Saving Baikal

As we’ve discovered in this course, Russia is a treasure trove of natural resources. Spanning nine time-zones and two continents, much of Russia’s wilderness was relatively untouched until the 20th century. Lake Baikal, the world’s largest freshwater lake was surprisingly subject to decades of abuse, starting with the First Five Year Plan in 1928 and industrialization under Stalin. Russia struggled to catch up with the industrial revolution and Siberia with its’ wealth of natural resources was the starting point. However, “oil and mineral exploration, large-scale lumbering, military and prison populations all put the Siberian environment under stress. The assumption that a space so vast could absorb unlimited pollution eventually proved false.”

Ever Since They Built the Chemical Factory Here, All the Fish Have Been Giving Black Caviar
Source: I. P. Abramskii: Vragi i druz’ia v zerkale Krokodila, 1922-1972. Moscow: Pravda. 1972.

This large-scale destruction of Lake Baikal and the surrounding areas allowed environmentalists to protest the government’s actions directly without fear of persecution. The protection of the environment was not seen as a political issue by the government and was thus allowed to occur, “Local scientists, writers, fishermen, and ordinary citizens banded together to fight the Baikal plant, and ignited an environmental movement throughout the country. Environmentalism provided a forum for ideas that were otherwise unacceptable in Soviet discourse.” An article from 1977 shows how the relationship between the Russian State and Lake Baikal is a delicate one. Using the natural resources the lake can provide can easily turn into exploitation, which could have permanently damaged the environment and eventually the Russian economy.

Baikal Shoreline (1980)

“The protection of this cup of crystal-pure, amazingly transparent water, the deepest lake on the planet, is worth any expense. And the state is sparing none. V. Kalinichev, USSR Deputy Minister of Railroads and Chief of the BAM Board of Directors, cites an impressive fact. It had been planned to lay the rails of the Baikal-Amur Main Line right next to the lake shore. ‘Close proximity to the railroad will be dangerous for the lake,’ scientists warned. They were heeded. The route now passes through the mountains, far from the shore. The main line will be lengthened by dozens of kilometers, and four additional headland tunnels will have to be dug. Otherwise, the “glorious sea” will be in danger …”

After all of the years that Stalin destroyed the wilderness in the name of industrialization, scientists and environmentalists alike seemed to convince the government that the disappearance of Lake Baikal would be detrimental to the country as a whole. Russia depended on the natural resources that Siberia, and Lake Baikal in turn, had to offer. Luckily, the quick thinking of environmentalists made their voices heard and saved Baikal and the surrounding areas before too much permanent damage was done. This period in time was one of learning, one where the government had to balance the new practice of industrial planning and the traditional ways of living that Russians developed over hundreds of years.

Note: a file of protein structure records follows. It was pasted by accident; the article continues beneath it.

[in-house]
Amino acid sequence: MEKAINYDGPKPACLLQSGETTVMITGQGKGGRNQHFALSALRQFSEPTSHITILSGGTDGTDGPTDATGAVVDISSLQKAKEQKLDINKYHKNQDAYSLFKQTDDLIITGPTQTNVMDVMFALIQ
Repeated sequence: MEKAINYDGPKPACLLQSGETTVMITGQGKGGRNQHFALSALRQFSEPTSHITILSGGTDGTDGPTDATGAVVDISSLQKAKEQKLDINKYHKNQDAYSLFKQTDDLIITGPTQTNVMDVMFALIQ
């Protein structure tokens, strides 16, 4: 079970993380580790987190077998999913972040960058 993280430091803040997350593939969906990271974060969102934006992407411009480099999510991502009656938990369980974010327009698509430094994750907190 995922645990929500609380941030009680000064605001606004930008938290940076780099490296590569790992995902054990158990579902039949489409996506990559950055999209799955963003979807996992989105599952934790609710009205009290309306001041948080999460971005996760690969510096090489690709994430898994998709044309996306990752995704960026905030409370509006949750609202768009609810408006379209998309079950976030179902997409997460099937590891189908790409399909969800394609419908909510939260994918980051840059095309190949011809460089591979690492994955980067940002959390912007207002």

Sources: –> Source: Current Digest of the Soviet Press, Vol. XXX, No. 40 (1977), pp. 7-8; Vol. XXXII, No. 36, pp. 9-10.

8 Responses

  1. I thought it was really interesting the Soviet government did not think environmental issues were political, ultimately allowing direct discussion of the destruction of Lake Baikal. Understanding the extensive Russian continent, it is easy to see why pollution was not a major concern. If one location was polluted, they could move on to another. Like in the United States, it took destruction to allow for learning and actions against pollution and natural resource depletion.

  2. Environmentalism and Soviet government are two things I have never related to one another. It is interesting that the Russian government worked towards helping this lake out yet today it does very little to help curb global warming.

  3. I think this post is great in the fact that it highlights how environmental issues came to the forefront in the 1970s. The quote in the beginning of your post, about the assumption that the Siberian wildness could continue to absorb pollution indefinitely, is a very interesting one. I think that this attitude persisted not only in relation to Siberia and other Russian territories, but in relation to the Earth in general. The 1970s was a decade when this type of attitude was more widely reversed. Your post illustrates this attitude shift as it occurred in Russia. Awesome job!

  4. Hello, Hannah.

    I’m extremely glad to hear about this decision. To be honest, I haven’t read into any news about the area in quite a while. But when I went there a few years ago.. the feeling was magnificent. And probably one-of-a-kind. Protecting the Lake Baikal should definitely be a part of any government’s tactics. ­čÖé

    Cheers and thank you for the article!


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